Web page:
Post by Joanna on Oct 20, 2016 18:07:39 GMT -5
13th Annual Ghostport Festival
Join us Saturday, October 21, for the 13th annual spook-tacular Ghostport festival in downtown Bucksport, Maine, which will include the Lil’ Goblins Parade, down Main Street to Jonathan Buck’s Race to the Grave.
Whether it’s the spooky or the sweet that you seek, Ghostport is the place for fall fun. Show off your creative skills in the carved pumpkin contest or skip the carving altogether and launch your pumpkin into the Penobscot using our trebuchet. After the sun sets, scare yourself silly at Fort Knox and then take our shuttle back to the waterfront to enjoy music, food and fireworks. Cap it all off with a late night horror film on the big screen! A Wickedly Fun Filled day!
Build your scariest coffin, dress up and race to win. Come out to watch or participate in this fun event and see who will reach the grave first. Races will begin at the starting line on Main Street at 2 o’clock. Each participating team will need to provide four runners (pushers) to propel the coffin. Each team will also need one “Jonathan” to ride in their coffin. All Jonathans must wear a helmet during the race. (All participants [including Jonathan] must be age 16 or older.) Participants under 18 must have a parent or a legal guardian sign for them. Challenge your friends, coworkers, sports teammates, rival teams from other schools, competitors – anyone!!
The Cursed Tomb of Jonathan Buck. The monument in Bucksport’s Hillside Cemetery (above) dedicated to the memory of Col. Jonathan Buck (February 20, 1719 - March 18, 1795) is marred by a mysterious image in the shape of a woman’s stocking-clad leg. There are several versions of the story, but one of the most oft-repeated is that Buck ordered a woman jailed on a charge of witchcraft. Apparently, she was somehow injured when captured, developed gangrene and the leg had to be amputated. At her trial, Buck sentenced her to death by hanging and as the doomed woman stood on the gallows, she placed a curse on Buck, vowing she would haunt him to his dying day and beyond, or words to that effect.
Another version claims it was the convicted woman’s deformed son who protested his mother’s ill treatment in jail and execution by crying out something like “Your Tomb shall bear the mark of a witch’s foot for all eternity!”
In yet another version, a man accused of murdering a woman and dismembering her body – one of her legs was never found – was sentenced to death by Buck. As he stood on the gallows, the man cursed Buck, telling him “the leg” would follow him to his grave, or something similar.
As the story of the cursed grave marker spread, visitors began stopping at the cemetery to see the curious stain. For many years, the Town of Bucksport attempted to keep people out of the graveyard and discourage thrill-seekers. But when it became apparent nothing was going to dissuade those with a taste for the macabre – and tourists did spend money at local business establishments – the town leaders gave in and today, there’s a sign, parking area and even a wheelchair ramp at the cemetery to accommodate those who want to see Buck’s tomb.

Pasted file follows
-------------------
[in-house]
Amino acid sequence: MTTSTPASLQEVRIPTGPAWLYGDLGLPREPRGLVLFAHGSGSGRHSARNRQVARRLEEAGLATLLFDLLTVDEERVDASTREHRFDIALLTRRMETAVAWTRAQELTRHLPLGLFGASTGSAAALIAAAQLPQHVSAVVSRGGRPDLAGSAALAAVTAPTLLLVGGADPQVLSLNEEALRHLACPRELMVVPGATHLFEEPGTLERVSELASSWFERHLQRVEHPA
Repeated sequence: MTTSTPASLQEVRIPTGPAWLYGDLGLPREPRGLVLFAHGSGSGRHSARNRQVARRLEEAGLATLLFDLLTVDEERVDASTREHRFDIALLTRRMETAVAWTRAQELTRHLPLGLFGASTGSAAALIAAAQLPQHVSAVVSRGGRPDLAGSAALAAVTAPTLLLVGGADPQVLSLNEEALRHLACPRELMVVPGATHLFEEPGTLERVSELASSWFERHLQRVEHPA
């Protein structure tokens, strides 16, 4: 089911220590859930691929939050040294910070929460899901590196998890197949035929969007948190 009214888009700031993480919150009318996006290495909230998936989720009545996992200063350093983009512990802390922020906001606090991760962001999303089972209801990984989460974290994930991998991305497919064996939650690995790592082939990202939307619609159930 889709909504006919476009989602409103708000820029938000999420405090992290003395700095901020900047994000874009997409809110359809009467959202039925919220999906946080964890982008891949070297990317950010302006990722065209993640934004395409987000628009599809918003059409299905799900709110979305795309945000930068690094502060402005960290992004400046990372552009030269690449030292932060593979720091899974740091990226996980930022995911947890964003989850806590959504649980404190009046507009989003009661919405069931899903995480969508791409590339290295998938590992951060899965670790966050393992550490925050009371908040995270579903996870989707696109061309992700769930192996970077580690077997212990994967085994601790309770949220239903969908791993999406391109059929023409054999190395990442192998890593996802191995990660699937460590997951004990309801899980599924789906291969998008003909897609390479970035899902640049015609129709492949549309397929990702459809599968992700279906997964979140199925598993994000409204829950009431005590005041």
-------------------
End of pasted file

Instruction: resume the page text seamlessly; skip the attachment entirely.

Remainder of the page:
Frights at the Fort. Forts are often scenes of death and destruction and Fort Knox in Bucksport is considered one of Maine’s most haunted locations. The fort was built during the early 1880s after the Revolutionary War, in hopes of deterring further British attacks in what was one of the bloodiest battlegrounds in Maine. The area is said to be infused with the life-force of those who died in the American Revolution. Luckily Fort Knox was never fired upon, but it did serve as a U.S. Troop training during the Civil and Spanish-American Wars.
Open from May 1 through October 31, visitors have reported being touched by something unseen and others claimed to have seen phantom human shapes walking about. The Ghost Hunters TV show even did a segment at Fort Knox.
Every Halloween the fort adds to the haunted fun with the “Fright at the Fort” display. People dressed in period costumes and other ghoulish attire jump out at you as you make your way through the fort. Flashlights are forbidden, so you literally are clambering about in the dark, making it even harder to tell if the ghosts you see are actors or the real thing.
This year’s Frights at the Fort ghost tours begins Saturday, October 14, and will take place, Saturday and Sunday, October 20th and 21st and the 27th and 28th. Tours begin at 4:30 p.m. Tickets are sold online only by time slots and nights. Tickets are not available at the door. Guests will have a terrifyingly good time on a 20-minute tour through Fort Knox’s dark passageways and rooms where creepy creatures lurk in the shadows lying or hiding in wait. The annual event is also the Friend of Fort Knox’s biggest fundraiser for repairs and preservation projects. Tickets are $15.
Additional information here.
Sources: Bucksport Bay Area Chamber of Commerce; The Town of Bucksport, Maine; Valerie Van Winkle, “Legends of Jonathan Buck”; and Shelby Hartin, The Bangor Daily News, October 17, 2017.